For about thirty years, H. G. Widdowson has been one of the most influential figures in applied linguistics. He has greatly contributed to the development of this emerging discipline, whose present form he has shaped to a very considerable extent. The Routledge Encyclopedia of Language Teaching und Learning calls him ¿probably the most influential philosopher of the late twentieth century for international ESOL" (674).
In over 150 publications, including about a dozen books, he has consistently championed rigorous thinking and explicit debate in applied linguistics. His extensive oeuvre has been a significant influence on most areas of the field such as discourse analysis, stylistics, English for specific purposes, and communicative language teaching.
Many of the ideas elaborated in these publications can be traced back to his Edinburgh Ph.D. thesis of 1973, which also anticipated much of the subsequent development of discourse analysis and Widdowson's own approach to this area of enquiry. Had it been published in the early 1970s, it would now count as one of the classics of early discourse analysis. As it was, it only became known to a small circle of colleagues, in whose works some of his ideas were taken up in one form or another. In the preface to his most recent book, Text, context, pretext (2004), H. G. Widdowson explicitly mentions that many of the ideas developed there go back to his Ph.D. thesis.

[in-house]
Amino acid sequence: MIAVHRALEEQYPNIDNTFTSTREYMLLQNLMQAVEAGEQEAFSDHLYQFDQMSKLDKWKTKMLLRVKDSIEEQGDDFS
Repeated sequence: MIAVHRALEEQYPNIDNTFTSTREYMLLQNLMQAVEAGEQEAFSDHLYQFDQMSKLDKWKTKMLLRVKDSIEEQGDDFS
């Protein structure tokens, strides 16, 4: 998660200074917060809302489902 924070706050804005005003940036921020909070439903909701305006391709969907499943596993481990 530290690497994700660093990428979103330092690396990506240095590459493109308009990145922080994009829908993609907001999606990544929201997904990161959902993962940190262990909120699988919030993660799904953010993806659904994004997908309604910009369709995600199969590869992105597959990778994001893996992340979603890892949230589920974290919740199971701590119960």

On the occasion of his 70th birthday, this Ph.D. thesis available to download here makes a classic linguistic text accessible to a wider public for the first time and meets a demand frequently expressed by students and scholars alike. It is hoped that this edition will make more widely known just how far advanced H. G. Widdowson¿s early thinking was on many of the topics developed in his later work.